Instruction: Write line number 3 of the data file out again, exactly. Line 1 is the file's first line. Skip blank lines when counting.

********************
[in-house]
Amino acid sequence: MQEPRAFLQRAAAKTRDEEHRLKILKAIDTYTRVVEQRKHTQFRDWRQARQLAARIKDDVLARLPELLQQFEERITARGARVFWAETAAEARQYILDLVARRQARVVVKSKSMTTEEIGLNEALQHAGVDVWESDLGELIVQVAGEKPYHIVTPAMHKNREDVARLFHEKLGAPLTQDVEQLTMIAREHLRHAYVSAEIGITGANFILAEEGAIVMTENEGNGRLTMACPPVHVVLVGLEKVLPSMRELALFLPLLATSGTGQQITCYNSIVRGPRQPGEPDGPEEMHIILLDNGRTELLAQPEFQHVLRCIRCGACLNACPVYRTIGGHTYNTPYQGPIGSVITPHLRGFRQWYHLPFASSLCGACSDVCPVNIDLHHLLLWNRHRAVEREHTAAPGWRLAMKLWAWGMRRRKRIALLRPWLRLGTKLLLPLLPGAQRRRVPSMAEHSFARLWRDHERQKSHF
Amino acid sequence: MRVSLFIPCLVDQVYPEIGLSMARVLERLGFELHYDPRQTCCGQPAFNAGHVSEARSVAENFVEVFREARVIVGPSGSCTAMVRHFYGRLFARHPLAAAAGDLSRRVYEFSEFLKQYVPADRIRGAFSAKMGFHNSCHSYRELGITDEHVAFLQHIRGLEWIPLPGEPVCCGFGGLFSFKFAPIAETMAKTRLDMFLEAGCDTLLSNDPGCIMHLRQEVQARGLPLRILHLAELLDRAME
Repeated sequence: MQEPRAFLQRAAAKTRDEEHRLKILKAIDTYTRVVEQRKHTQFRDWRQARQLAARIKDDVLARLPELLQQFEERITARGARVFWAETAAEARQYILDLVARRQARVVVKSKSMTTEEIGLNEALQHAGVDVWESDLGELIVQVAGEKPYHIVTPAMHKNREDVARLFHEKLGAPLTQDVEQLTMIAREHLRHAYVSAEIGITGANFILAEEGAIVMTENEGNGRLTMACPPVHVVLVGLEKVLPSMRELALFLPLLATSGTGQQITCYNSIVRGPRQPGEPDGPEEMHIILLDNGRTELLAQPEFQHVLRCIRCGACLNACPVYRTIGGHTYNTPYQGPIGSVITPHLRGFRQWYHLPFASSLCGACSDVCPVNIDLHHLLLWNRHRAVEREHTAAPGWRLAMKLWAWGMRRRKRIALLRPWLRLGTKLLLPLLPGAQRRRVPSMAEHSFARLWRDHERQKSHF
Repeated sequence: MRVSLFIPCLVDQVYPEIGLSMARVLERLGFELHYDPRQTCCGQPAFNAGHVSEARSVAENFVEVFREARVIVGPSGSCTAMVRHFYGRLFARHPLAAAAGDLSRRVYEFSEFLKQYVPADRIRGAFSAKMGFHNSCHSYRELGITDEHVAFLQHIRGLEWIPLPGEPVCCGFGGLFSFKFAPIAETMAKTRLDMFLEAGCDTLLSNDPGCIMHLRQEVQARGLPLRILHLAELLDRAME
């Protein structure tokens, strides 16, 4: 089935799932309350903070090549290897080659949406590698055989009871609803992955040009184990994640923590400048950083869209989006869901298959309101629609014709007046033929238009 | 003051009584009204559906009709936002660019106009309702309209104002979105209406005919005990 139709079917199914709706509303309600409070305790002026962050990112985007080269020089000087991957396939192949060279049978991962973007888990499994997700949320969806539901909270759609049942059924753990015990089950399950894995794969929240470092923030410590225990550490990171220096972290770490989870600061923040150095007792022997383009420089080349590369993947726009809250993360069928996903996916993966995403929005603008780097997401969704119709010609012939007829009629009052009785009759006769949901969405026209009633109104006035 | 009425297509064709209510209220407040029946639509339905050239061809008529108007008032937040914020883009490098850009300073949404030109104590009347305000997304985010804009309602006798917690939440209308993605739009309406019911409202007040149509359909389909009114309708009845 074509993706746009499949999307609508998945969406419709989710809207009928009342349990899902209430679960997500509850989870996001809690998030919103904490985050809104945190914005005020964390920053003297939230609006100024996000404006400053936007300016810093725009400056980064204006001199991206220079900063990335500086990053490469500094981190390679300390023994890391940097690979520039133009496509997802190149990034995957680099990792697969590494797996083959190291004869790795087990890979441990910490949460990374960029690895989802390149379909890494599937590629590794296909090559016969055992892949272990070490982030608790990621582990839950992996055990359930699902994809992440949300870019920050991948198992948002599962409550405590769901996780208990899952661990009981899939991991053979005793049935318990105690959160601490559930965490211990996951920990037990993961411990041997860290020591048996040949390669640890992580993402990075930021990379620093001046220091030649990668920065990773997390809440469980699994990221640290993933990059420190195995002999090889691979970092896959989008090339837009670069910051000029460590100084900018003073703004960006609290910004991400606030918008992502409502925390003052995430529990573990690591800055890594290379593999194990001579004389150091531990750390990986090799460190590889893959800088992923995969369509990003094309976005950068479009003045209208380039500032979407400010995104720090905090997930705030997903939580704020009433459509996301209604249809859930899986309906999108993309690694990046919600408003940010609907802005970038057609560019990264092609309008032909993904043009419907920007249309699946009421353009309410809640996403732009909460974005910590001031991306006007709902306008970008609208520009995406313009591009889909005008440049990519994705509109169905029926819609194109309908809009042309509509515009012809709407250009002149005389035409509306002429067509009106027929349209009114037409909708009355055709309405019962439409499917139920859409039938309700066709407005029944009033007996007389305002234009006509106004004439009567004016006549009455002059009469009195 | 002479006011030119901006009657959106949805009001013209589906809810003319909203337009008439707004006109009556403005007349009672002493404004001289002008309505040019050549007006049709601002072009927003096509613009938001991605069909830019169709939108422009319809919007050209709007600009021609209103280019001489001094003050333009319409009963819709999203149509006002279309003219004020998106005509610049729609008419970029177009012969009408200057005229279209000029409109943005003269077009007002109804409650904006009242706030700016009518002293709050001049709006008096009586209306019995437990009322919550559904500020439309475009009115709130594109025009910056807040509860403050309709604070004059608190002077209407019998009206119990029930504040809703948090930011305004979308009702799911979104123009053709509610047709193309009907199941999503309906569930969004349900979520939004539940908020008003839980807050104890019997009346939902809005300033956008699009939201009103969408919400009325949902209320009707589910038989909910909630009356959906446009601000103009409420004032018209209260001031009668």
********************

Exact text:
Amino acid sequence: MRVSLFIPCLVDQVYPEIGLSMARVLERLGFELHYDPRQTCCGQPAFNAGHVSEARSVAENFVEVFREARVIVGPSGSCTAMVRHFYGRLFARHPLAAAAGDLSRRVYEFSEFLKQYVPADRIRGAFSAKMGFHNSCHSYRELGITDEHVAFLQHIRGLEWIPLPGEPVCCGFGGLFSFKFAPIAETMAKTRLDMFLEAGCDTLLSNDPGCIMHLRQEVQARGLPLRILHLAELLDRAME